Editor’s note: This column by the late Bev Davis was originally published Dec. 2, 2005. Davis passed away Aug. 1, 2010, of a sudden illness.
I’m still trying to get used to the gray woodlands and the trees with their starkly bare limbs. The winds are colder around my house because the leaves are gone.
Squirrels and winter birds, however, find refuge in many of the evergreens that add a rich, soft color here and there.
In William Bennett’s “The Moral Compass,” I recently read an engaging legend of how the evergreens came to be “ever green.”
According to the story, winter was near, and a little bird with a broken wing had been left behind from the southern migration of its kin.
Feeling the chilly winds, the bird sought shelter from a birch tree. “Beautiful birch tree,” it said, “my wing is broken, and my friends have flown away. May I live among your branches until they come back to me?”
“No, indeed,” answered the birch tree, drawing her fair green leaves away. “We of the great forest have our own birds to help. I can do nothing to help you.”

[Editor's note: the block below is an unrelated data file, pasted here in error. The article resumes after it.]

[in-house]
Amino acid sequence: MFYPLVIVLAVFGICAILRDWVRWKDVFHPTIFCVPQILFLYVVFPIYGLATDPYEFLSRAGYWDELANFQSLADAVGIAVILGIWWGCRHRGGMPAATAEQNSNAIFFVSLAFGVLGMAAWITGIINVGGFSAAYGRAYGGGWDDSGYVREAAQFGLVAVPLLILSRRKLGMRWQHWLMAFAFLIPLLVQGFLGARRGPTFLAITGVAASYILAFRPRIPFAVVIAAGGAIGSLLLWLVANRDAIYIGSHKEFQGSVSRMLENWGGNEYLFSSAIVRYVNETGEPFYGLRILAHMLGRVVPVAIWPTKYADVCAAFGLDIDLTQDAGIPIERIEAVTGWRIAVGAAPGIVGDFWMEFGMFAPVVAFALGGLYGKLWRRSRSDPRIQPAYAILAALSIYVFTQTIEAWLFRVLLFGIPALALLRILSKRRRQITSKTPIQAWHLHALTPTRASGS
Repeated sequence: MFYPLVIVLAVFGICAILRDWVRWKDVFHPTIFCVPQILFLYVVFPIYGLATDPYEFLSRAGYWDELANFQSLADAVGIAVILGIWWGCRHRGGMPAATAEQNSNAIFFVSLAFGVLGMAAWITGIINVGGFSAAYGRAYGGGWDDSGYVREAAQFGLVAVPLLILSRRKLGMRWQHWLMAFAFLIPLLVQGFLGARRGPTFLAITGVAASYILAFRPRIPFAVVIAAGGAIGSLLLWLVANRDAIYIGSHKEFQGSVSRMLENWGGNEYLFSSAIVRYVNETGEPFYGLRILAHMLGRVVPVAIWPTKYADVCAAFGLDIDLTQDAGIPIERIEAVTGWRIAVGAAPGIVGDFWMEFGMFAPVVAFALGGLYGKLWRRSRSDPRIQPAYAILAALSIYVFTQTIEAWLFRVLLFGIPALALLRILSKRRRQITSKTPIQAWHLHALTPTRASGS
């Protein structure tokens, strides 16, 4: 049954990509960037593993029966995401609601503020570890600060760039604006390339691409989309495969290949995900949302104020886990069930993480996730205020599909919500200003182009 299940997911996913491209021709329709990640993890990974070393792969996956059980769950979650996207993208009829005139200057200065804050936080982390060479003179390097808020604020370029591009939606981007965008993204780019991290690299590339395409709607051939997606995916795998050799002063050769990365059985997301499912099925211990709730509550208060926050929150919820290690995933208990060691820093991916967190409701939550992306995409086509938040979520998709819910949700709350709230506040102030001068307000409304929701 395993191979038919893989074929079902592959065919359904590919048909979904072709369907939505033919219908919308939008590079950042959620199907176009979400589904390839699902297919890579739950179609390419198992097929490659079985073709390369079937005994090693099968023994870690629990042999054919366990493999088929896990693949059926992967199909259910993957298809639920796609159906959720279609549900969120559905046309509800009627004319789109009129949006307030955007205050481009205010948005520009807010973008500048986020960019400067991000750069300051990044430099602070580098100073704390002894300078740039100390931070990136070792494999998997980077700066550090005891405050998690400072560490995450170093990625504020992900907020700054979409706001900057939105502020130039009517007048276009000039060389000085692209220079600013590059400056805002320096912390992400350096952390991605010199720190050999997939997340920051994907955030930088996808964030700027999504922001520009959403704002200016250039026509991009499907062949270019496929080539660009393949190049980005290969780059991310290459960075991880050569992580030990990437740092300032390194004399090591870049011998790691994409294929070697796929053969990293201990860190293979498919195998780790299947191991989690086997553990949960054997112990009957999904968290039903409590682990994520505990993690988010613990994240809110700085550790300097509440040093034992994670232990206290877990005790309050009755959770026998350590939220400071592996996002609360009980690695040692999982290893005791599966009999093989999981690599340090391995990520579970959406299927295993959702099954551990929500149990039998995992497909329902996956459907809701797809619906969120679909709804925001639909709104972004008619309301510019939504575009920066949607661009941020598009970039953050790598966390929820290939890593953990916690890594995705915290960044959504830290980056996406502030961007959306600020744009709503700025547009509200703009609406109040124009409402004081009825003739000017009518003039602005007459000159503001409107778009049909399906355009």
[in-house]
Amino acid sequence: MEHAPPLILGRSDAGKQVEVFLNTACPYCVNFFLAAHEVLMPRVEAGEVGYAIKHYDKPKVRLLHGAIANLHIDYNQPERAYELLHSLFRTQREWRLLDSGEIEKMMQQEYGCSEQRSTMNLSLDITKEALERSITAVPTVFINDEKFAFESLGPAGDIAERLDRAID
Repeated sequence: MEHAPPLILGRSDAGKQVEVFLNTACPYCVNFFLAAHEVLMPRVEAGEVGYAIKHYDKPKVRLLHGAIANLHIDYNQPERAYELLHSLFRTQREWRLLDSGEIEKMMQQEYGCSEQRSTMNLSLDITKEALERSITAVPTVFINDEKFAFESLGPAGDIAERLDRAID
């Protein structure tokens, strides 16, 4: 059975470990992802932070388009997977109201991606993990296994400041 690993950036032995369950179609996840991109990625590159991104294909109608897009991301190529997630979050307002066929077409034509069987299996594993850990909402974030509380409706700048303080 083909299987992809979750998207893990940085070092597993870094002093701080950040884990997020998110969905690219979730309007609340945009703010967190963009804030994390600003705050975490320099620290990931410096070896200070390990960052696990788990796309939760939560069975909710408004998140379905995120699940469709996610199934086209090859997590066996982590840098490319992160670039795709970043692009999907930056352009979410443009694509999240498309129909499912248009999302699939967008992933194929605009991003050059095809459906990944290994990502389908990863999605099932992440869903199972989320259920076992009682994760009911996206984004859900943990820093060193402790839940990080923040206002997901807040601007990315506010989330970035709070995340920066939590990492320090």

The little bird made its plea to an oak tree, asking to stay only until spring when its own feathered flock returned.
“Until spring! I think not,” shouted the oak. “You might eat my acorns. Go find another place.”
A nearby willow looked inviting, and the little bird again made its request.
The willow drew herself up proudly and said, “I don’t know you, and we willows never talk to people whom we do not know. Leave me at once.”
Knowing it could not fly away, the little bird felt hopeless and alone. Suddenly a soft voice said, “Come here, little bird. I have a place for you.”
The spruce tree offered the warmest branch she had to the weary waif.
A friendly pine tree next to the spruce said, “And I will shelter you from the cold North Wind.”
A juniper spoke up and said, “I can help, too. My berries are good this year, ripe and sweet, and there will be enough to see you through the winter.”
The trees all kept their promise and sheltered the little bird. However, their noisy neighbors were critical and chided the spruce, pine and juniper for their charity to one they felt was undeserving.
The next morning, however, their bitter voices were silenced. A killing frost had reduced all the other trees to bare limbs through which the North Wind blew fiercely. All of their leaves lay on the ground covered by King Frost.
“May I have all those green needles and leaves of the spruce, pine and juniper, too?” the North Wind asked King Frost.
“No, indeed,” said the king. “Because of their kindness and generosity those trees will remain ever green.”
To stay green and growing, we need to stop making excuses for not helping others. We need to stop denying people help because we think they don’t deserve it. We need to do our best to meet needs wherever we find them.
Otherwise, we’ll find ourselves alone, shivering in the cold winds of our own pride and bitterness.